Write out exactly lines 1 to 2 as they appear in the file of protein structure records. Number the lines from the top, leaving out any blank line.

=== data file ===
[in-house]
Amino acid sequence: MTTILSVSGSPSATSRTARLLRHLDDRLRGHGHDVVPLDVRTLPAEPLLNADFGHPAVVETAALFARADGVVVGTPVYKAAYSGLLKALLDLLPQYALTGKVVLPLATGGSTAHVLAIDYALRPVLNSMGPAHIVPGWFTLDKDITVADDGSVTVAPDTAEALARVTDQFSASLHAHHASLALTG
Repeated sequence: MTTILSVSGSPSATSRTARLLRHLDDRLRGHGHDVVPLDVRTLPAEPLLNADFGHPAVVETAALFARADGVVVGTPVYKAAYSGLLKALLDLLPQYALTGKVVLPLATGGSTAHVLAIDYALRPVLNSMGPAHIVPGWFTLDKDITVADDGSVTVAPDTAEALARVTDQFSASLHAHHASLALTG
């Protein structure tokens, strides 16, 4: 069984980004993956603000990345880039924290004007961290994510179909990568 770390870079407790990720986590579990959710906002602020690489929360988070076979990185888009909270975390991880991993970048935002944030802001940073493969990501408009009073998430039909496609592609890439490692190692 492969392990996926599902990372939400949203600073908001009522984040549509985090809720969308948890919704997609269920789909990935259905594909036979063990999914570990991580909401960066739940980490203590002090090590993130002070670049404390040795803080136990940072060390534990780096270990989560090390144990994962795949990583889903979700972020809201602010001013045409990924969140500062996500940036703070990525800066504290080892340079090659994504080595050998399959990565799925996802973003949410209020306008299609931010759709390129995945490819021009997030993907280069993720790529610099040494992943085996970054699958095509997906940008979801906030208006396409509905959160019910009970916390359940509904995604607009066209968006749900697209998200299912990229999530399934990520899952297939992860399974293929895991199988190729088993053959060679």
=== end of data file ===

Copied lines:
[in-house]
Amino acid sequence: MTTILSVSGSPSATSRTARLLRHLDDRLRGHGHDVVPLDVRTLPAEPLLNADFGHPAVVETAALFARADGVVVGTPVYKAAYSGLLKALLDLLPQYALTGKVVLPLATGGSTAHVLAIDYALRPVLNSMGPAHIVPGWFTLDKDITVADDGSVTVAPDTAEALARVTDQFSASLHAHHASLALTG